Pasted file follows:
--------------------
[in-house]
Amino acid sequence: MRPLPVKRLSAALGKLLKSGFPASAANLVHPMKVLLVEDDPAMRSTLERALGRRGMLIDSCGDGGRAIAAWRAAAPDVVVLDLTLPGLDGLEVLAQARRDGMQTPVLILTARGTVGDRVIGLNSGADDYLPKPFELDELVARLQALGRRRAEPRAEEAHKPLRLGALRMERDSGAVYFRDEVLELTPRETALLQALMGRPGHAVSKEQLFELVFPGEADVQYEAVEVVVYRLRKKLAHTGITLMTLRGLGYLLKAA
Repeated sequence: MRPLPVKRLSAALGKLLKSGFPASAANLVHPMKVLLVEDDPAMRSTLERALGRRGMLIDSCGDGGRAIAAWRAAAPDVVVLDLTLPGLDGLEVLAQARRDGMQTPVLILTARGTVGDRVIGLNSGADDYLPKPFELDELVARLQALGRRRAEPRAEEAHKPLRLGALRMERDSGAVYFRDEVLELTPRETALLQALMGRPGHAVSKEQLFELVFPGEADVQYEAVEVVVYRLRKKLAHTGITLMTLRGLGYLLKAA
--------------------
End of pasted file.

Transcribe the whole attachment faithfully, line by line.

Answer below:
[in-house]
Amino acid sequence: MRPLPVKRLSAALGKLLKSGFPASAANLVHPMKVLLVEDDPAMRSTLERALGRRGMLIDSCGDGGRAIAAWRAAAPDVVVLDLTLPGLDGLEVLAQARRDGMQTPVLILTARGTVGDRVIGLNSGADDYLPKPFELDELVARLQALGRRRAEPRAEEAHKPLRLGALRMERDSGAVYFRDEVLELTPRETALLQALMGRPGHAVSKEQLFELVFPGEADVQYEAVEVVVYRLRKKLAHTGITLMTLRGLGYLLKAA
Repeated sequence: MRPLPVKRLSAALGKLLKSGFPASAANLVHPMKVLLVEDDPAMRSTLERALGRRGMLIDSCGDGGRAIAAWRAAAPDVVVLDLTLPGLDGLEVLAQARRDGMQTPVLILTARGTVGDRVIGLNSGADDYLPKPFELDELVARLQALGRRRAEPRAEEAHKPLRLGALRMERDSGAVYFRDEVLELTPRETALLQALMGRPGHAVSKEQLFELVFPGEADVQYEAVEVVVYRLRKKLAHTGITLMTLRGLGYLLKAA